“The answer is yes,” Newsom replied.
Fast forward to September 2023 and notable U.S. Congressmembers – including Rep. Barbara Lee, a Black woman – are among the candidates campaigning to fill Feinstein’s seat in the general election next year.
That’s likely why Newsom, just weeks ago, clarified that not only would he make an “interim appointment” of a Black woman for any Senate vacancy but the person he chose would not be an existing candidate for Feinstein’s seat.
Newsom’s response was “insulting,” Lee said.
“The idea that a Black woman should be appointed only as a caretaker to simply check a box is insulting to countless Black women across this country who have carried the Democratic Party to victory election after election,” Lee responded. “Black women deserve more than a participation trophy. We need a seat at the table.”
Also responding to Newsom’s comments, Glynda C. Carr, President and CEO of Higher Heights, offered a similar sentiment as Lee’s.
“The sentiments of Gov. Newsom are a slap in the face to the Black women making the progress this country needs,” Carr said in a recent email to NewsOne. “The perspective of Black women in the U.S. Senate is sorely needed — and needed for more than a few months. Gov. Newsom knows this, which is why he made the pledge in the first place.”
Newsom’s appointment of Padilla was also seen as him thumbing his nose at the Black Lives Matter movement, which called for a Black woman to fill Harris’ seat in a “non-negotiable” demand that emphasized why Senate representation by an African American woman is so important.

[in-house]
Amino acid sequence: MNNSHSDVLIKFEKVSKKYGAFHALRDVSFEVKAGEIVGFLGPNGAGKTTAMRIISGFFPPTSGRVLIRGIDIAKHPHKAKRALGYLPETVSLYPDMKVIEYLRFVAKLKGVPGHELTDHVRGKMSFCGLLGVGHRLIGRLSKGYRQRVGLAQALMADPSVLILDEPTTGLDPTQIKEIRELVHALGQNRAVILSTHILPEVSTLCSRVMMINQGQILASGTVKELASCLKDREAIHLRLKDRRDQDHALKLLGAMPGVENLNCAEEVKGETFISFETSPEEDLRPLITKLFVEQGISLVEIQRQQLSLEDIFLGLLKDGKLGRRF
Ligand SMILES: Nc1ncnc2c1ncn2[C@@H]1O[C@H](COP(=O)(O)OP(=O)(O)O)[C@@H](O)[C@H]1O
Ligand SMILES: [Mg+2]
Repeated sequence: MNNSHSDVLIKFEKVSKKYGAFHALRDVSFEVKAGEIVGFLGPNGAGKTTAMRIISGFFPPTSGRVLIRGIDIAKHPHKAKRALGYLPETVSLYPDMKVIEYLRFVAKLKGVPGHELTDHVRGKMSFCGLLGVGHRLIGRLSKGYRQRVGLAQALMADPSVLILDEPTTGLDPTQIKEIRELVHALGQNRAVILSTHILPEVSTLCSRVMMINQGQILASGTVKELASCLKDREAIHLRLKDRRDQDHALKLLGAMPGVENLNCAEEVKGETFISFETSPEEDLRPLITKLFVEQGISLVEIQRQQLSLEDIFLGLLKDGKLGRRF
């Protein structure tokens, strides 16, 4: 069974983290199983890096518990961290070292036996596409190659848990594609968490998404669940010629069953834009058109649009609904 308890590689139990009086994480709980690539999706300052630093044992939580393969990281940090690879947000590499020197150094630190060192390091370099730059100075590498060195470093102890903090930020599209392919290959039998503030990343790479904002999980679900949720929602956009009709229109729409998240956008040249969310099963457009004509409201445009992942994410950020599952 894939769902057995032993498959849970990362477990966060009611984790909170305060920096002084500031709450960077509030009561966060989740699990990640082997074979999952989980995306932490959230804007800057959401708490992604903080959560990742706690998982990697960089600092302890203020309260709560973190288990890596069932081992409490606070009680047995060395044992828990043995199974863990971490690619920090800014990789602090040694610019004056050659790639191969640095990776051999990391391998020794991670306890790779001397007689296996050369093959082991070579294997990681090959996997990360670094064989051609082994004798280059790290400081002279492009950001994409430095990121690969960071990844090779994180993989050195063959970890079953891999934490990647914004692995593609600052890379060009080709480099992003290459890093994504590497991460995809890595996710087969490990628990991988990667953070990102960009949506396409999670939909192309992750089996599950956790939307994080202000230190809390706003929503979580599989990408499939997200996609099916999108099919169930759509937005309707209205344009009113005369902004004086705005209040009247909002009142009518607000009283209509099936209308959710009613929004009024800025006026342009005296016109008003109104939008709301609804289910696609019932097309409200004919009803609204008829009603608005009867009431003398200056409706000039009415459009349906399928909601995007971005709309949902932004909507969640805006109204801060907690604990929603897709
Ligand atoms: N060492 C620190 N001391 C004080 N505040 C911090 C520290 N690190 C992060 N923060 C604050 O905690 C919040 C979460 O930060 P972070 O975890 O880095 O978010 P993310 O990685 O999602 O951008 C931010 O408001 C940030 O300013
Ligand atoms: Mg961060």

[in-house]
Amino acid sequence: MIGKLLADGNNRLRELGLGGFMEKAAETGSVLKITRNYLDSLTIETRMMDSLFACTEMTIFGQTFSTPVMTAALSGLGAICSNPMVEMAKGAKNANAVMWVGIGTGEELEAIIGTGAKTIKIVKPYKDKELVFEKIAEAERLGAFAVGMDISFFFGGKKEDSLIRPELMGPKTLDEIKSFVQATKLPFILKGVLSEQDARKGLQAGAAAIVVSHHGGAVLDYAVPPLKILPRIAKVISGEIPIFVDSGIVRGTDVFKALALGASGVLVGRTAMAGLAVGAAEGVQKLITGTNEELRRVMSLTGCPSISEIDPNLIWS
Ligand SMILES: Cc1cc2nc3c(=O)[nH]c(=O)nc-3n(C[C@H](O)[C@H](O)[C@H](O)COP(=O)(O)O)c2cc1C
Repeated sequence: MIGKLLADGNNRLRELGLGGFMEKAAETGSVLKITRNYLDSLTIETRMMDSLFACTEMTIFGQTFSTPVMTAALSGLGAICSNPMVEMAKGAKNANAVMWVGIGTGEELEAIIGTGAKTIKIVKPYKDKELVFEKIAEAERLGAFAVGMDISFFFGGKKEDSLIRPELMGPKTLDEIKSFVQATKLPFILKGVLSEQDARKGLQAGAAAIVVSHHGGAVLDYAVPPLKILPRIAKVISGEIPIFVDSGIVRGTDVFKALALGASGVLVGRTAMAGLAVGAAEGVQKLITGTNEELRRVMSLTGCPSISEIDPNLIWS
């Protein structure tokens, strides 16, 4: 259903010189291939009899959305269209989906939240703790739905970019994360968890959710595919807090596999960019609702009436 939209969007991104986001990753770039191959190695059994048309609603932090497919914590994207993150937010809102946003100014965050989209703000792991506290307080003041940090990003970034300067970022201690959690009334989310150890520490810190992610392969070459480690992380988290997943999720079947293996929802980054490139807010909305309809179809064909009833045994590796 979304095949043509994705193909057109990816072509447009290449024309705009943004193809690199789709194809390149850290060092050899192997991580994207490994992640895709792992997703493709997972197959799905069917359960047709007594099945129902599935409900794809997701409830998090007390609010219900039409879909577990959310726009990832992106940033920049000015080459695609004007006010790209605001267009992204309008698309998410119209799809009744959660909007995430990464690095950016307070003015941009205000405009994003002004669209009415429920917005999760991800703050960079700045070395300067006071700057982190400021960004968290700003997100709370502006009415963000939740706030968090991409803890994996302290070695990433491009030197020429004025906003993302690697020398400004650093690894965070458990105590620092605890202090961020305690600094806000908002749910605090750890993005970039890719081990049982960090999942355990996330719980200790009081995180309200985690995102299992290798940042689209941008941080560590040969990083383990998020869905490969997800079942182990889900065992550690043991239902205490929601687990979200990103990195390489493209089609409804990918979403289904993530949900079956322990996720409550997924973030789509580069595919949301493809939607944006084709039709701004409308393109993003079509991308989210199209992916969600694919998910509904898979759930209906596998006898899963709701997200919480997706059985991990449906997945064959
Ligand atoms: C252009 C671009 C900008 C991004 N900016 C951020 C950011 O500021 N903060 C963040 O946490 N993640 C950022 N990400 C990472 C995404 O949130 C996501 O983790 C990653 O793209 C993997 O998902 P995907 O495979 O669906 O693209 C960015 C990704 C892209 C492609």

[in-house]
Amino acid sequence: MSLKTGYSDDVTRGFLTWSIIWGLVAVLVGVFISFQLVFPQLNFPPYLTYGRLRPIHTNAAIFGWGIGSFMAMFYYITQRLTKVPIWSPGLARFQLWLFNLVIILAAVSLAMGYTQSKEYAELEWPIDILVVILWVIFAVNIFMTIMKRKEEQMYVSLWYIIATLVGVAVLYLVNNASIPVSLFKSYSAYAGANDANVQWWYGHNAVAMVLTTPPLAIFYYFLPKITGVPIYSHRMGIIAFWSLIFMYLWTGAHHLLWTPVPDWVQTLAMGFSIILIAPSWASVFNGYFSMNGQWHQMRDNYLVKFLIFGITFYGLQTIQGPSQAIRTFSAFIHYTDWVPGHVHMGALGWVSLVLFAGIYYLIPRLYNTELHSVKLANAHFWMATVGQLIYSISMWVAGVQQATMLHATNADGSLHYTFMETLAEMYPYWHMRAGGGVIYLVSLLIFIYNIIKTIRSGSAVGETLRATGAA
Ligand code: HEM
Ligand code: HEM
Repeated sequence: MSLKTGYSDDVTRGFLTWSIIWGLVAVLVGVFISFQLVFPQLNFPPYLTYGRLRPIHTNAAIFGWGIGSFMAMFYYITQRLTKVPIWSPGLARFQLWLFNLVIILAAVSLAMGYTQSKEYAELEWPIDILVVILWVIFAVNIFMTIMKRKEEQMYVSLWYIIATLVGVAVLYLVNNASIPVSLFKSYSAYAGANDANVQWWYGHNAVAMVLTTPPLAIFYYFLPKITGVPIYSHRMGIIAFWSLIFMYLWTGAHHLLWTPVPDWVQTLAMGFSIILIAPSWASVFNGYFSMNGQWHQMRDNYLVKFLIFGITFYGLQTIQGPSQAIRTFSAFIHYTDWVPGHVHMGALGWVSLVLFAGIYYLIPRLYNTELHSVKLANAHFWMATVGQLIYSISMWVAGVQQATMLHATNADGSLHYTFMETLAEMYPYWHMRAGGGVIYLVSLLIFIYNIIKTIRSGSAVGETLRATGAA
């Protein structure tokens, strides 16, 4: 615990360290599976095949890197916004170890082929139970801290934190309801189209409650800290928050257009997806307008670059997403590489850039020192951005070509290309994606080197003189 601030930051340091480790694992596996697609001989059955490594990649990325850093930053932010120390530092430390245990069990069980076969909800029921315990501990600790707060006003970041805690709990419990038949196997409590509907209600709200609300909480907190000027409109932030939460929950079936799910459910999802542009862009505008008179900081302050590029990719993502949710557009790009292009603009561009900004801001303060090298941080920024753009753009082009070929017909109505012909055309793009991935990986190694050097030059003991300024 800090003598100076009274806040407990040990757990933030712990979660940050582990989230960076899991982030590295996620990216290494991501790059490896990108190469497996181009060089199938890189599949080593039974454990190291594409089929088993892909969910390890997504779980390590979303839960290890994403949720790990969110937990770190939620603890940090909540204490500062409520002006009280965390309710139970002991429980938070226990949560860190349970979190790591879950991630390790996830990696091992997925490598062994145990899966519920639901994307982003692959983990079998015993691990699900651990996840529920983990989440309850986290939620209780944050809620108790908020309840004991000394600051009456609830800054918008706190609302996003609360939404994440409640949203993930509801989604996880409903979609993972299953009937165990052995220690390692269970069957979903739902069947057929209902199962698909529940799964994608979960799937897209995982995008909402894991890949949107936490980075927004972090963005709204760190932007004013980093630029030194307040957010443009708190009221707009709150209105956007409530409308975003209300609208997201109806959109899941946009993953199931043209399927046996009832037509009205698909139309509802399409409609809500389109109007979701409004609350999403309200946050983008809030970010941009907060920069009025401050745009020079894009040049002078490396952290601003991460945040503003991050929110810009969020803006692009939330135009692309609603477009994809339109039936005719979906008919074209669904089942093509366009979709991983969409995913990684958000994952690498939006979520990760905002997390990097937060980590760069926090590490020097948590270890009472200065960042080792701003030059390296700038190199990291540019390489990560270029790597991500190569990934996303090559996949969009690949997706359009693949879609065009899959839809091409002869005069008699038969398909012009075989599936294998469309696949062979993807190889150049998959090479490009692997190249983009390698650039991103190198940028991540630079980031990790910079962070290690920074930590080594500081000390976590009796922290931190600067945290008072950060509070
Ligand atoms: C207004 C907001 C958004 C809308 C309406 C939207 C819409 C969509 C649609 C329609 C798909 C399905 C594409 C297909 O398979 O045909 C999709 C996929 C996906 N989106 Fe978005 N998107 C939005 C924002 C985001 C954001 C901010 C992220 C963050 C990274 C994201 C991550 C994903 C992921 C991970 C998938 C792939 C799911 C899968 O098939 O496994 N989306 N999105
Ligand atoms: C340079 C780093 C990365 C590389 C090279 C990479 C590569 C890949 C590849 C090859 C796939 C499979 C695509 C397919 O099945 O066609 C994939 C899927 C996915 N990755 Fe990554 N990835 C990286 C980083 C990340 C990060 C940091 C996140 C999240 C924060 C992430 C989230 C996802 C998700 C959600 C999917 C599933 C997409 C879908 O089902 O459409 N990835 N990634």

Newsom’s choice seemingly reinforced the common political and patriarchal narrative that men get to decide that women must wait patiently for their turns at the back of the line. The fact that the decision was made by a white man, in particular, only hammered home that point even more. While Harris decidedly shattered the glass ceiling back in 2017 when she became just the second Black woman senator in the United States’ history, Newsom at least partially rebuilt it Tuesday, critics suggested.
At the time, San Francisco Mayor London Breed, a Black woman, made no qualms about her true feelings on the “unfortunate” matter.
“This is a real blow to the African American community, to African American women, to women in general, and I think it’s really challenging to put it in words,” Breed, the city’s first Black woman mayor, told the Associated Press.
The Black Lives Matter movement previously posted an online petition explaining why it was so important for Newsom to appoint a Black woman, in particular.
“Appointing a Black woman to this seat is nonnegotiable — this must be done. Our government is about representation of the people, and as we saw in this election, Black people, and more specifically Black women, are constantly showing up for democracy,” the group said in part of a statement accompanied with the petition. “If there is not a single Black woman in the Senate, then the Senate is simply not a proper representation of the people.”
Butler will be the third-ever Black woman to be a U.S. Senator, following Harris and Carol Moseley Braun of Illinois.